Tuesday, May 20, 2008

Ode to Memorial Day and Sunburns!

Memorial Day is coming - be prepared with this warning!

Tuesday, May 13, 2008

Go Speed Racer!

I saw the movie Speed Racer yesterday. At first I didn't want to go because the previews I saw made it look kind of stupid. I was a big fan of Speed Racer when I was little and I didn't want my childhood memories of joy to be ruined by a bad movie. My husband convinced me to go see it when the paper gave it an A- in its review.

So we went.

It was great! Go see it, but not if you're prone to epilepsy.

When I was little I couldn't ever quite figure out if Trixie was Speed's sister or his girlfriend. I concluded that she must be his girlfriend, but I was never 100% on that. Thankfully the movie has cleared that up =^..^=

Really, though, it was a good movie- even for an old fan - they didn't let me down.

Now they need to make a good Johny Quest movie!

Monday, May 5, 2008

Do You Know Your Fonts?

Test your knowledge of fonts here (via Editorial Anonymous).

My score was 23.

Sunday, May 4, 2008

What Flower Are You?

I am a

What Flower
Are You?

Magical Gardens

Please check out this picture (larger one here). I found it while doing a quick search for late August blooming plants in Ireland on Google. This blog came up in the search with a page of August entries. I have since placed this blog in my 'interesting links'.

The image conjures up stories of faerie and magic. Doesn't it? What story does it stir up in you? Childhood memories? Come on - we all had imaginations at one point to do this image justice. It makes me want to sit down for story time.

According to the windywillow blog, the picture is from a garden in Cornwall called Heligan Gardens (more about the gardens here)and the scupture is by one Alan Thomas. It's called the mud maid.

Why was I googling late August blooming plants in Ireland? I was revising a manuscript and suddenly wanted/needed to know what one could find blooming in late August in Ireland. Although when I found the windywillow blog I became a little side-tracked, and then my husband came and suggested that we go do something, and that was the end of revising for the day.

One of the things we did was rent the movie Into The Wild. My husband had a small projection screen and projector that he had checked out from the library at the university where he teaches. He needed it over the weekend for a presentation. We ended up setting it up in the living room, and with the help of his laptop and the stereo, we had a really nice little movie theatre. It all worked so well that now he wants a big screen TV and surround sound =^..^= The movie was really good, by the way. I would recommend seeing it if you haven't already. And the book is supposed to be excellent too.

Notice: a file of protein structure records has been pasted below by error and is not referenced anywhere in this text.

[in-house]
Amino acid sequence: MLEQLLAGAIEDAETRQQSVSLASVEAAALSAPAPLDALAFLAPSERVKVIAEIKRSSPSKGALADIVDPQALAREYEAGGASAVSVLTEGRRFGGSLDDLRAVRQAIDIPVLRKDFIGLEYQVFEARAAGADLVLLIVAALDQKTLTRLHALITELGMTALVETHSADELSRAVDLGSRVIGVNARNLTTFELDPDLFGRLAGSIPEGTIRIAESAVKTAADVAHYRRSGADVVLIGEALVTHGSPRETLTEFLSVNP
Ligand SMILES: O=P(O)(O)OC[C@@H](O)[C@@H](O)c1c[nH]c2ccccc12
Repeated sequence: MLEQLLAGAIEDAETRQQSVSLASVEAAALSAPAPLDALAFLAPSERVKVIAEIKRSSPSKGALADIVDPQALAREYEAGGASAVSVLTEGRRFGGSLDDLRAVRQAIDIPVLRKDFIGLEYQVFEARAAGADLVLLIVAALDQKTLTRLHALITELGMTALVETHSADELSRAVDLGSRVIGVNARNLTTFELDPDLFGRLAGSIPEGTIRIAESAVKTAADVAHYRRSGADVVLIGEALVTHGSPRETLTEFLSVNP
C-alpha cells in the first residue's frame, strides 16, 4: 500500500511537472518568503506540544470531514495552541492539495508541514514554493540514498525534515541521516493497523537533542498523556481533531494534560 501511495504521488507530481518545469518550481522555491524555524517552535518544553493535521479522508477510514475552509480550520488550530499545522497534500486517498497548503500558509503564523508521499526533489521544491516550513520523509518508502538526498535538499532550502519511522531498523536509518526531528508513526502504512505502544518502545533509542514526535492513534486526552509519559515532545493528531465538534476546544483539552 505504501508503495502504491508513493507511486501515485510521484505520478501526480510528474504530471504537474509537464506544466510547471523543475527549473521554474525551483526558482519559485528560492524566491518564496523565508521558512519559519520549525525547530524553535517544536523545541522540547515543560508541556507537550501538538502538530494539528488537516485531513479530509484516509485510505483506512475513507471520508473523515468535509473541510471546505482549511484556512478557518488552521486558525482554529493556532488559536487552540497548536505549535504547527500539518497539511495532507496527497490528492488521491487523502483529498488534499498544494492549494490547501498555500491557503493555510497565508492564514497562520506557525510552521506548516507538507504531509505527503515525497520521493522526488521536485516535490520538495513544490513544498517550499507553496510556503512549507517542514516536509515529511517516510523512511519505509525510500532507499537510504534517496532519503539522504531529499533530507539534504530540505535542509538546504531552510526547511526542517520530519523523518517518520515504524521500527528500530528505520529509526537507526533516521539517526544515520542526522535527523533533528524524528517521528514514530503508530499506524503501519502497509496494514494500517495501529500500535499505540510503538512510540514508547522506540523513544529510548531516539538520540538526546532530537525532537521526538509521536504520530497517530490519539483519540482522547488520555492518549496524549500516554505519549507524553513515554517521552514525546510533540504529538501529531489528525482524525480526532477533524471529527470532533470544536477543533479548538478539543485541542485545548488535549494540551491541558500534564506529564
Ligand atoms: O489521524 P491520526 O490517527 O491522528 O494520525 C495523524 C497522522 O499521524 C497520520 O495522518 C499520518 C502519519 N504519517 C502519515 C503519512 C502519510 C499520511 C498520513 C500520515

Friday, May 2, 2008

Writing Groups, Woot!

My writing group is so supportive. Any little achievement is celebrated. I won a tote bag when I placed 3rd in a local short story contest. They gushed about it.

I mean, really. This group is chock full of talented women who have already broken into the writing world big time (extremely successful essayists, novelists, freelancers). And then there's me. Hee!

That's support.

Thursday, May 1, 2008

Garden Primer

I was excited to see that a second edition of The Garden Primer by Barbara Damrosch is out. It's come out on the 20th anniversary of the first addition - and this one's all organic!

I have the first addition, which I got (yes) 20 years ago. That book, along with Joy of Gardening by Dick Raymond helped put food on my little family's table when hubby was a grad student and we had two tiny children at home.

Between the two books I learned things like to use alfalfa kitty litter in the garden as fertilizer (can't find alfalfa kitty litter these days, though), and which plants will replenish the soil when it comes time to turn them under, and plants ideal for a winter garden (at the time I lived in New Mexico, so a winter garden was a real option).

I grew things like peas, sugar peas, green beans, carrots, broccoli, corn, kohlrabi, zucchini, tomatoes, watermelons, and pumpkins. Pumpkins were my favorite. They stored well and I learned how to make pumpkin pie from real pumpkins (and we even grew some for jack-o-lanterns!).

I can't wait to pick up the new Garden Primer. I think I'll drop some hints for Mother's Day!


Um, I think I'm the only person who knows her library card number by heart. Please tell me there's someone else out there who's done this?

A Heron

There's a small pond in the park next to my house. In the spring, summer, and fall I sometimes see a heron standing at its edge. I usually see the heron in the morning or in the evening. I call it 'Mr. Heron', although for all I know it's a 'Mrs.'.

My dog is always with me and I always say something like, "Oh, there's Mr. Heron. Let's not disturb his breakfast." And then I try to take the dog on such a route as not to make the heron fly away from his food pursuits.

Only once did I see the heron eating. It plucked something from the pond and then waded over to the shore before gulping it down. Then it headed back out into the water for more.

Mr. Heron returned a few weeks ago after being gone for the winter. It's nice to see him again.